Closed Loop versus Drain Back Systems
There is some debate over the merits of a drain back style
solar water heating system versus a closed loop glycol solar water heating
system. Both have their merits and both
will do the job of heating hot water.
However in Canada and the Northern USA we do not supply or recommend drain
back systems with evacuated tube collectors.
Here are the reasons we feel a closed loop solar heating system is
better than a drain back system in freezing climates.
What is a drainback
system? A drain back system uses
water as its heating method not glycol.
The water in the system is in an open loop and as such drains itself via
gravity back to a storage vessel when it has reached it shut off temperature or
is too cold. This is how the system
handles both overheating and freezing.
In the evening when there is no solar gain to be had, the system
activates a drain solenoid that drains the water in the collectors down to a
smaller storage tank called the drain back tank located in the basement or
utility room. In this type of system
water is not left in the collect as it has been drained. When the solar collector has energy to
deliver, a pump is activated and pumps the water through the heating
system. In the event of overheating, the
system will drain itself so no water is in the collectors to be over heated.
What is a closed loop
system? A closed loop or sometimes
known as an “active” solar system uses a mixture of glycol and water and is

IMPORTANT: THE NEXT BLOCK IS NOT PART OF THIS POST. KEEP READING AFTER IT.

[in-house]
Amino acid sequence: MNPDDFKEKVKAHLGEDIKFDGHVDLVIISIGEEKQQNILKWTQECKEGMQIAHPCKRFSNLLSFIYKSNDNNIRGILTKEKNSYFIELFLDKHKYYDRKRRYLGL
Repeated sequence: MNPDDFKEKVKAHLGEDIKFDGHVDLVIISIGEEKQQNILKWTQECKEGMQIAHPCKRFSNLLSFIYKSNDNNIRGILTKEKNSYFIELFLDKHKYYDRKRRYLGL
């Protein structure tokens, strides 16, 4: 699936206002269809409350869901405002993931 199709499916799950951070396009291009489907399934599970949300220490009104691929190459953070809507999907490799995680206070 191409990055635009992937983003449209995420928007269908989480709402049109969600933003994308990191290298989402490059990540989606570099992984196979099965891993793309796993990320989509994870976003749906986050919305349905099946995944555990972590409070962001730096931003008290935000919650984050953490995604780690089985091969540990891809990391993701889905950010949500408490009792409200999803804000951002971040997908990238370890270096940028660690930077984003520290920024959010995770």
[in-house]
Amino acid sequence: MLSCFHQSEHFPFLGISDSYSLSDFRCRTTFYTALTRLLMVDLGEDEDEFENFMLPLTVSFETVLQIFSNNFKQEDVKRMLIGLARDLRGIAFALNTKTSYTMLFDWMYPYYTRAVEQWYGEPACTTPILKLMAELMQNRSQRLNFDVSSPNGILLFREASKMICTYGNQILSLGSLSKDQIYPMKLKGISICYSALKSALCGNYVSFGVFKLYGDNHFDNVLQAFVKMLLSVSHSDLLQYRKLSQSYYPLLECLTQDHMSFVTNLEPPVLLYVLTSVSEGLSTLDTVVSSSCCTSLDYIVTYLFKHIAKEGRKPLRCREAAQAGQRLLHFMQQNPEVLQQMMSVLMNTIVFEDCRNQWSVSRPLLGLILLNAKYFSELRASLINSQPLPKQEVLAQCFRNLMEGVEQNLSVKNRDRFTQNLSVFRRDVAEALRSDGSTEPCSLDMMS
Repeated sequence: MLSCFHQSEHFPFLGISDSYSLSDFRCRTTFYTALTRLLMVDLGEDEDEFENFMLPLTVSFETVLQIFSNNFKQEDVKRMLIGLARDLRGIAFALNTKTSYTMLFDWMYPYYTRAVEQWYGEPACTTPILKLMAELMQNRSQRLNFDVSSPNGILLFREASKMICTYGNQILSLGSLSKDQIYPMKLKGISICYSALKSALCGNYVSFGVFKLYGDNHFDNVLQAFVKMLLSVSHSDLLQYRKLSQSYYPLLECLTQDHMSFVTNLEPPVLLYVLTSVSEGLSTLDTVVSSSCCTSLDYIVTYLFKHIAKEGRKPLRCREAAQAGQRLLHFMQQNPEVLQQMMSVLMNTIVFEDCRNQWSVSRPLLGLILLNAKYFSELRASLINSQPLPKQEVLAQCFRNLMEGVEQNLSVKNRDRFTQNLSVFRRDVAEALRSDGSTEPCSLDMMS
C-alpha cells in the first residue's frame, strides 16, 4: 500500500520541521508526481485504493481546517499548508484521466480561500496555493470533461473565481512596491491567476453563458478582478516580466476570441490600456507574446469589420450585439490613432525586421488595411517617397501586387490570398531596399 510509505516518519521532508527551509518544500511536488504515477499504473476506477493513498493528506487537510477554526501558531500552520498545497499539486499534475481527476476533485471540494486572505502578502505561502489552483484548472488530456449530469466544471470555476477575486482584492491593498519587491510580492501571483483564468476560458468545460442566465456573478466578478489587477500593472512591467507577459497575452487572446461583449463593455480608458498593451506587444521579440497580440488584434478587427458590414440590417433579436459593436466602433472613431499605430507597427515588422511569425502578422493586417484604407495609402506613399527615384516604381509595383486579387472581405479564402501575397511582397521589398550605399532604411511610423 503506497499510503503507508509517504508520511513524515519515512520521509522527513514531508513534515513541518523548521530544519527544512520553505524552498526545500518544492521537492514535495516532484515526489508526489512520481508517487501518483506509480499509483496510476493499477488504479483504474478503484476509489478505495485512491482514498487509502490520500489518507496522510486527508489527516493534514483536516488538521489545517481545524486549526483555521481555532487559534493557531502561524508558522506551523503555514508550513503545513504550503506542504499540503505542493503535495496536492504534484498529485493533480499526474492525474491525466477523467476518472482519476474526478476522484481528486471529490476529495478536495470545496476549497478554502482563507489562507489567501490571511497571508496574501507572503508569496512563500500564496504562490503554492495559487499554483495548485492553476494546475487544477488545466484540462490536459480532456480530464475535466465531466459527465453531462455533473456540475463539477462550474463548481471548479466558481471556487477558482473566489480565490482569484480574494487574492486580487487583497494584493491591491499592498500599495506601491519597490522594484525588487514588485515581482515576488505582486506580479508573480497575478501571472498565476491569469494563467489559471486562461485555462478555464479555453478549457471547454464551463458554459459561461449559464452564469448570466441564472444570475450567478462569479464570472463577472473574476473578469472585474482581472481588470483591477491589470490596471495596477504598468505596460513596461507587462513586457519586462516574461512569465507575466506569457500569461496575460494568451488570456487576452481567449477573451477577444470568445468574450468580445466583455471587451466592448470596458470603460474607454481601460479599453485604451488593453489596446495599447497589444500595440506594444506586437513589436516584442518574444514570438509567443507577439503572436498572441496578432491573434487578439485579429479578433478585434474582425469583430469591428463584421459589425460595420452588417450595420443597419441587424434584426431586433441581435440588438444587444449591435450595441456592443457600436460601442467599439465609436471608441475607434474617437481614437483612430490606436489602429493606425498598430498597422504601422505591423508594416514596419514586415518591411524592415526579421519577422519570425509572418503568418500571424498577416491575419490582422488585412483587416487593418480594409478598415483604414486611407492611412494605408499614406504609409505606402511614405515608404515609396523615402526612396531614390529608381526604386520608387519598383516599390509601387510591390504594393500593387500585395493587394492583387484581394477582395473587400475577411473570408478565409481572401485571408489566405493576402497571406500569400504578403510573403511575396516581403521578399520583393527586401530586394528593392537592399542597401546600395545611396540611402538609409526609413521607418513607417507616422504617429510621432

pressurized with in the system. This
requires a pump station to fill the system initially (all our solar water
heating kits come with the fill pump).
The system is pressurized to between 20-30 psi. In a closed loop system an expansion tank
with a rubber membrane is present and absorbs the expanding and contracting of
the heating system as it heats up and cools.
Hydronic in floor heat is a good example of a closed loop system as is
any boiler system. Because glycol is
used in the system, the heating fluid can be left outside without worrying
about freezing. A closed loop system
handles overheating by shutting off the circuiting pump and forcing the system
into what is known as “Stagnation”. In
this state the heating fluid in the collector turns to steam and this added
volume of steam is absorbed in the system by the rubber membrane in the
The drainback has an advantage in that is uses water as the
heating fluid. Water has a slightly
better heat co-efficient of performance than glycol and as such can produce
slightly more heat energy than a system with glycol. However on the other side a closed loop
system once installed has very little maintenance. Because the glycol/water is in a separate loop,
it is not effected by oxygen and does not evaporate. A closed loop system also has no vertical
head pressure to overcome as it is not affected by the forces of gravity that
an open loop or drain back system must overcome. Thus the pump requires less energy increasing
A solar vacuum tube gets very hot and can reach 300 C. This becomes an issue in a drain back system
where water is filled and drained in a system based on the heat in the
collector. If the collector was filled
when it is too hot, it would instantly flash the water to steam as it enters the
collector. For this reason drain back
are typically found with flat panel collectors that do not reach the high
temperatures that vacuum tubes can achieve.
A drain back system has critical
weakness in cold climates. It
relies on a mechanical valve to open and close the system to drain itself. Any mechanical item is prone to failure and a
failure of a drain back system in freezing climates would result in nearly total
loos as the collector and piping would be completely destroyed by the expanding
ice. For this reason we feel the risk
of damage is too great to overcome the small advantages of a drain back system
and as such we do not offer any type of drain back solar water heating systems.